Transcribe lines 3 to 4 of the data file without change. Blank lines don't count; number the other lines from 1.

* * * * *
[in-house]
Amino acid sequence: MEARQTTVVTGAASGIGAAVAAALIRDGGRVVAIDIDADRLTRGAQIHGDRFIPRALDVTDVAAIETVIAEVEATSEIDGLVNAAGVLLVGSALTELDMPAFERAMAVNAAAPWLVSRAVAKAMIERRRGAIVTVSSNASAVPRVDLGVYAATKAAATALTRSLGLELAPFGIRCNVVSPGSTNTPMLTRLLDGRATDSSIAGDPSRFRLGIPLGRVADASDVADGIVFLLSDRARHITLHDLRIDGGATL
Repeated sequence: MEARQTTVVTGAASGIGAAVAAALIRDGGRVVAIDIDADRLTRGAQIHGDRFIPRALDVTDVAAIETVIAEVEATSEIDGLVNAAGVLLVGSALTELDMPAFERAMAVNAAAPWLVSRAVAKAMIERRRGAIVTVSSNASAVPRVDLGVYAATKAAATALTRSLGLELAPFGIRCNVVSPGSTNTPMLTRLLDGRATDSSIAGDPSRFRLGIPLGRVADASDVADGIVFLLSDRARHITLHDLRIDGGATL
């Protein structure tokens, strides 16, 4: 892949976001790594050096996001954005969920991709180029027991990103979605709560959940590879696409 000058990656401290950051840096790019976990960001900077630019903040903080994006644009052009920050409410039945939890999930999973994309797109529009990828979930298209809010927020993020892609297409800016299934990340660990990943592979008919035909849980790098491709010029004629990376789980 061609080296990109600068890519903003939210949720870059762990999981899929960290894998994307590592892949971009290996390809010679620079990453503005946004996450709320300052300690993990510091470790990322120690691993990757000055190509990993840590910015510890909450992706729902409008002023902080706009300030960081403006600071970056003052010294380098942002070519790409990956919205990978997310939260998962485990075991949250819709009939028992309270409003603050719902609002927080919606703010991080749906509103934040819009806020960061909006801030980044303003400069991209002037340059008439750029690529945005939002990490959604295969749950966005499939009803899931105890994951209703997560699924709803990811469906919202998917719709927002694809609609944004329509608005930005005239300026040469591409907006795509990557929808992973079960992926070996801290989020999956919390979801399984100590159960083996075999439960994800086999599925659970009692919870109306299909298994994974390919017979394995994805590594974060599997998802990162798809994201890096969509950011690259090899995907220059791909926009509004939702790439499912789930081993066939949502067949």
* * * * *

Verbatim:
Repeated sequence: MEARQTTVVTGAASGIGAAVAAALIRDGGRVVAIDIDADRLTRGAQIHGDRFIPRALDVTDVAAIETVIAEVEATSEIDGLVNAAGVLLVGSALTELDMPAFERAMAVNAAAPWLVSRAVAKAMIERRRGAIVTVSSNASAVPRVDLGVYAATKAAATALTRSLGLELAPFGIRCNVVSPGSTNTPMLTRLLDGRATDSSIAGDPSRFRLGIPLGRVADASDVADGIVFLLSDRARHITLHDLRIDGGATL
């Protein structure tokens, strides 16, 4: 892949976001790594050096996001954005969920991709180029027991990103979605709560959940590879696409 000058990656401290950051840096790019976990960001900077630019903040903080994006644009052009920050409410039945939890999930999973994309797109529009990828979930298209809010927020993020892609297409800016299934990340660990990943592979008919035909849980790098491709010029004629990376789980 061609080296990109600068890519903003939210949720870059762990999981899929960290894998994307590592892949971009290996390809010679620079990453503005946004996450709320300052300690993990510091470790990322120690691993990757000055190509990993840590910015510890909450992706729902409008002023902080706009300030960081403006600071970056003052010294380098942002070519790409990956919205990978997310939260998962485990075991949250819709009939028992309270409003603050719902609002927080919606703010991080749906509103934040819009806020960061909006801030980044303003400069991209002037340059008439750029690529945005939002990490959604295969749950966005499939009803899931105890994951209703997560699924709803990811469906919202998917719709927002694809609609944004329509608005930005005239300026040469591409907006795509990557929808992973079960992926070996801290989020999956919390979801399984100590159960083996075999439960994800086999599925659970009692919870109306299909298994994974390919017979394995994805590594974060599997998802990162798809994201890096969509950011690259090899995907220059791909926009509004939702790439499912789930081993066939949502067949």